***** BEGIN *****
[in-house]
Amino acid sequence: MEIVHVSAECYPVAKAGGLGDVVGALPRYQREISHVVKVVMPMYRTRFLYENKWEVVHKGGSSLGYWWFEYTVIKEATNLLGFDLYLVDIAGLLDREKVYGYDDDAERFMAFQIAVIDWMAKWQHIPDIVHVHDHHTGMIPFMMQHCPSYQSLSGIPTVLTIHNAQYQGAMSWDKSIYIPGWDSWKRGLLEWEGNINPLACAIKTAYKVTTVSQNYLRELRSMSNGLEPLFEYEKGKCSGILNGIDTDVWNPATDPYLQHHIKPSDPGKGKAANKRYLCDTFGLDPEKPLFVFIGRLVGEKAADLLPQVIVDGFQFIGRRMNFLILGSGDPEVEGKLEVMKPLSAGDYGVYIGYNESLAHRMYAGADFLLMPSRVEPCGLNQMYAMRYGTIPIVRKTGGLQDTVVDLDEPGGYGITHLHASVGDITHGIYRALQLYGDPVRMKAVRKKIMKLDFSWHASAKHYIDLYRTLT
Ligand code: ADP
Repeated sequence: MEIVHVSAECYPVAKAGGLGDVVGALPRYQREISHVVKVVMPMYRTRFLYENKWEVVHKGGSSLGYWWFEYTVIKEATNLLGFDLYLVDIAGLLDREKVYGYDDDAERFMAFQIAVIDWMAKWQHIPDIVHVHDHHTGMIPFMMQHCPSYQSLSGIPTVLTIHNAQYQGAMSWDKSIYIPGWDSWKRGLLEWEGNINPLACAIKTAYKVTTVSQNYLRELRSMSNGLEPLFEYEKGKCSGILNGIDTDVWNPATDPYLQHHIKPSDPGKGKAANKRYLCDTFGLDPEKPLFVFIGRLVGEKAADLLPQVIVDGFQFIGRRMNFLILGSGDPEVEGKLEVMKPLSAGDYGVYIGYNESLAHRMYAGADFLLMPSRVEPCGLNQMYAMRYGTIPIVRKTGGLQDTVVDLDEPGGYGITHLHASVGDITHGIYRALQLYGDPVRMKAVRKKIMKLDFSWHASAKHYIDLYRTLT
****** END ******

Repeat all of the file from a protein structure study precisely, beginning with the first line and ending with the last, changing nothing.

[in-house]
Amino acid sequence: MEIVHVSAECYPVAKAGGLGDVVGALPRYQREISHVVKVVMPMYRTRFLYENKWEVVHKGGSSLGYWWFEYTVIKEATNLLGFDLYLVDIAGLLDREKVYGYDDDAERFMAFQIAVIDWMAKWQHIPDIVHVHDHHTGMIPFMMQHCPSYQSLSGIPTVLTIHNAQYQGAMSWDKSIYIPGWDSWKRGLLEWEGNINPLACAIKTAYKVTTVSQNYLRELRSMSNGLEPLFEYEKGKCSGILNGIDTDVWNPATDPYLQHHIKPSDPGKGKAANKRYLCDTFGLDPEKPLFVFIGRLVGEKAADLLPQVIVDGFQFIGRRMNFLILGSGDPEVEGKLEVMKPLSAGDYGVYIGYNESLAHRMYAGADFLLMPSRVEPCGLNQMYAMRYGTIPIVRKTGGLQDTVVDLDEPGGYGITHLHASVGDITHGIYRALQLYGDPVRMKAVRKKIMKLDFSWHASAKHYIDLYRTLT
Ligand code: ADP
Repeated sequence: MEIVHVSAECYPVAKAGGLGDVVGALPRYQREISHVVKVVMPMYRTRFLYENKWEVVHKGGSSLGYWWFEYTVIKEATNLLGFDLYLVDIAGLLDREKVYGYDDDAERFMAFQIAVIDWMAKWQHIPDIVHVHDHHTGMIPFMMQHCPSYQSLSGIPTVLTIHNAQYQGAMSWDKSIYIPGWDSWKRGLLEWEGNINPLACAIKTAYKVTTVSQNYLRELRSMSNGLEPLFEYEKGKCSGILNGIDTDVWNPATDPYLQHHIKPSDPGKGKAANKRYLCDTFGLDPEKPLFVFIGRLVGEKAADLLPQVIVDGFQFIGRRMNFLILGSGDPEVEGKLEVMKPLSAGDYGVYIGYNESLAHRMYAGADFLLMPSRVEPCGLNQMYAMRYGTIPIVRKTGGLQDTVVDLDEPGGYGITHLHASVGDITHGIYRALQLYGDPVRMKAVRKKIMKLDFSWHASAKHYIDLYRTLT